In this paper, we focus on the way this approach supports design-time verification to provide feedback about the correctness of the design. By enhancing the re-use of models of both components and connectors, this approach has the potential to significantly reduce the cost of verification as a design evolves.
Shangzhu Wang, George S. Avrunin, and Lori A. Clarke. Architectural building blocks for plug-and-play system design. Technical report, Department of Computer Science, University of Massachusetts, Amherst, 2005.
One of the distinguishing features of distributed systems is the importance of the interaction mechanisms that are used to define how the sequential components interact with each other. Given the complexity of the behavior that is being described and the large design space of various alternatives from which to choose, choosing appropriate interaction mechanisms is usually difficult. In this paper, we propose a compositional specification approach that facilitates experimentation with alternative interaction semantics. In this approach, connectors representing specific interaction semantics are composed from predefined building blocks and a standard component interface and protocol are defined. Such an approach reduces the impact of change, since components often do not have to change when the interaction semantics are changed. This approach also facilitates design-time verification, since abstract models of the unchanged components and of the building blocks can often be reused. We evaluate our approach by defining building blocks for a family of message passing mechanisms and present several versions of an example that use different message passing semantics from this family. The example illustrates how this approach supports "plug-and-play" system design and verification.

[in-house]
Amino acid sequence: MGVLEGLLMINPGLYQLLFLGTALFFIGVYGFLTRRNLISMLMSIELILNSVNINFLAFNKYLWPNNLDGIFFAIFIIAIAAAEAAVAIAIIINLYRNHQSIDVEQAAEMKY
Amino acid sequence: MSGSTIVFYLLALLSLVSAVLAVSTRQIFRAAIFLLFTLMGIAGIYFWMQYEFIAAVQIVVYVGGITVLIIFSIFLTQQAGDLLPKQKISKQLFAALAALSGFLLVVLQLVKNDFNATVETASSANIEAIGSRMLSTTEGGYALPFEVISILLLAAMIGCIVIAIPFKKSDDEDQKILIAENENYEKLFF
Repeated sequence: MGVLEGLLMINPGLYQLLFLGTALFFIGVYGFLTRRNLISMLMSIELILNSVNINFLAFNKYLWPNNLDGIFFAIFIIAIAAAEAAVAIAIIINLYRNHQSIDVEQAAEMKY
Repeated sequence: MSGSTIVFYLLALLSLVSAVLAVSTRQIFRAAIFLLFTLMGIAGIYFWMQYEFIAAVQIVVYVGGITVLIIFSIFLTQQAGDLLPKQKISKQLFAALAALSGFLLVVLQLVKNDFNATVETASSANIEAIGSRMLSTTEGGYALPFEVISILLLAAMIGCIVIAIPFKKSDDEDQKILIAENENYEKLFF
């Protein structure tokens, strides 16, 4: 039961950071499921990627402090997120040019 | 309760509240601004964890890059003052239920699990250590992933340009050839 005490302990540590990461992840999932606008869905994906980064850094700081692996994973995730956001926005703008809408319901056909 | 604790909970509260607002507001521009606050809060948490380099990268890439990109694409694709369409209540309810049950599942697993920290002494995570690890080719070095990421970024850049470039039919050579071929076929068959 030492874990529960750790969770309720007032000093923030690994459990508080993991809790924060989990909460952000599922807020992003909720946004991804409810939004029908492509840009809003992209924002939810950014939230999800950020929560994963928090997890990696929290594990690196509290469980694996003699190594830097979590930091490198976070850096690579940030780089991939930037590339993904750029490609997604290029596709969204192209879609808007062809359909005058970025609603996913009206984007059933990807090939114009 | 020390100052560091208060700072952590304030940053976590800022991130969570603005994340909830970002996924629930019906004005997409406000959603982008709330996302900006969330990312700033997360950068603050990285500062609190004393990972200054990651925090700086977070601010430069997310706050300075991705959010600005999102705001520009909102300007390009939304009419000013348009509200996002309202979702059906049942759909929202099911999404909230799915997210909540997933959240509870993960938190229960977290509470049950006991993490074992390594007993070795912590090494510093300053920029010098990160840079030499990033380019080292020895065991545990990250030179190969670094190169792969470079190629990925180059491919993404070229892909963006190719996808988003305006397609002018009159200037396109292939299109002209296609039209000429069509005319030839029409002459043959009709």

Gleb Naumovich, George S. Avrunin, Lori A. Clarke, and Leon J. Osterweil. Applying static analysis to software architectures. In Mehdi Jazayeri and Helmut Schauer, editors, Software Engineering—ESEC/FSE '97, volume 1301 of Lecture Notes in Computer Science, pages 77–93, Zurich, September 1997. Springer Verlag. [ DOI | .pdf ]
In this paper we demonstrate how static concurrency analysis techniques can be used to verify application-specific properties of an architectural description. Specifically, we use two concurrency analysis tools, INCA, a flow equation based tool, and FLAVERS, a data flow analysis based tool, to detect errors or prove properties of a Wright architectural description of the gas station problem. Although both these tools are research prototypes, they illustrate the potential of static analysis for verifying that architectural descriptions adhere to important properties, for detecting problems early in the lifecycle, and for helping developers understand the changes that need to be made to satisfy the properties being analyzed.